LONDON European stocks slipped on Thursday, weighed down by weak updates from companies including Dialog Semiconductor and oil major Royal Dutch Shell.
The pan-European STOXX 600 index dipped 0.1 percent, while the FTSEurofirst 300 index fell 0.2 percent.
Dialog dropped 8 percent, among the worst-performers on the STOXX 600, after the German company cut its 2016 sales outlook, while Shell fell by 3.9 percent after it reported a profit slump.
Analysts noted that Dialog's update was even more disappointing given a well-received update earlier this week from Apple - Dialog's biggest client - which saw Apple shares rise in New York.
Shares in British bank Lloyds also fell 3 percent after Lloyds warned of a likely drop in demand caused by Britain's vote to quit the European Union and added it would accelerate its cost-cutting plan.
The STOXX 600 has rebounded by around 10 percent from a low point reached on June 27 after the shock Brexit vote, but it remains down by around 6 percent so far in 2016.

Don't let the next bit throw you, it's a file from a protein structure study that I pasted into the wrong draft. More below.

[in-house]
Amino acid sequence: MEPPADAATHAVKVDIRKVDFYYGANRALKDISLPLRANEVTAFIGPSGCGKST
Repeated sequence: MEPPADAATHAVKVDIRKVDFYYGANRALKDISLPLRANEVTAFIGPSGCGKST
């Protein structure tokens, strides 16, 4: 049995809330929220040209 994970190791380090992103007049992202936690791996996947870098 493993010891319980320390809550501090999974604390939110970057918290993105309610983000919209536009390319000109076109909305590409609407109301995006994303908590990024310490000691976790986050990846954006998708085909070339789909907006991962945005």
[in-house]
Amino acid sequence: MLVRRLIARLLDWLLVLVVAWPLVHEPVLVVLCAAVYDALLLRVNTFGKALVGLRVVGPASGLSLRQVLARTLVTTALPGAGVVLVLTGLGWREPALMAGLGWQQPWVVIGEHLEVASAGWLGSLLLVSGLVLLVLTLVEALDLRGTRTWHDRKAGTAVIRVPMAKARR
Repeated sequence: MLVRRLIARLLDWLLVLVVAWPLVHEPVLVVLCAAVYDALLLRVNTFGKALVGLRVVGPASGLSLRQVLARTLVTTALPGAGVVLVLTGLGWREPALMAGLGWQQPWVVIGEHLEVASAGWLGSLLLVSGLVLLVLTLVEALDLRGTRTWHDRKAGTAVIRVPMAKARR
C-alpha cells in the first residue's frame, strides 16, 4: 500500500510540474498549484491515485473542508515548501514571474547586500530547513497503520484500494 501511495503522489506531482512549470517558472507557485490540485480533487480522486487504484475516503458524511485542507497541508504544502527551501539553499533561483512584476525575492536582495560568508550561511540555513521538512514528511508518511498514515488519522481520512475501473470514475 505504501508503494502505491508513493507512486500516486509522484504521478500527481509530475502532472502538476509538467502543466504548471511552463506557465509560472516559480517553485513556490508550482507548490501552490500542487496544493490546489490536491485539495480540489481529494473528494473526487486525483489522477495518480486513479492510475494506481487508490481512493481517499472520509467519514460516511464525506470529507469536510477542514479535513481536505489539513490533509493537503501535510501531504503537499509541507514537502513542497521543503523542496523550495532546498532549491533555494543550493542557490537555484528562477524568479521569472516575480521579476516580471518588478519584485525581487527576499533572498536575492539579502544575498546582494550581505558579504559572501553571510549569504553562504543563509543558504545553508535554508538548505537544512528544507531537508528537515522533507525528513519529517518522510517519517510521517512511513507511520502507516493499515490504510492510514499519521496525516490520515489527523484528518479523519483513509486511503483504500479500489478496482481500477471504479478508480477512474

Credit Suisse's equity strategists said that many investors remained pessimistic about European equities.
Italian banks' bad debts remain a cause of concern, and the Credit Suisse strategists added Brexit had reawakened fears among U.S clients over the euro zone, with valuations at levels last seen during the Greek economic crisis of 2011.
"Outflows are close to record highs, valuations are back to Greek crisis lows on P/E relatives yet earnings and economic momentum are showing signs of relative stability," they wrote.
Roche Brune Asset Management fund manager Gregoire Laverne and Prime Partners' chief investment officer Francois Savary saw some positive signs from the European corporate results season.
Finnish refiner Neste surged 10 percent to a record high after its second-quarter profit beat forecasts, while engineer Rolls Royce jumped 12 percent after forecasting an improvement in profit.
"European companies are generally looking to be on the right sort of path. Even if sales are not necessarily increasing, margins are increasing," said Laverne, European equities fund manager at Roche Brune Asset Management.
(Editing by Alexander Smith)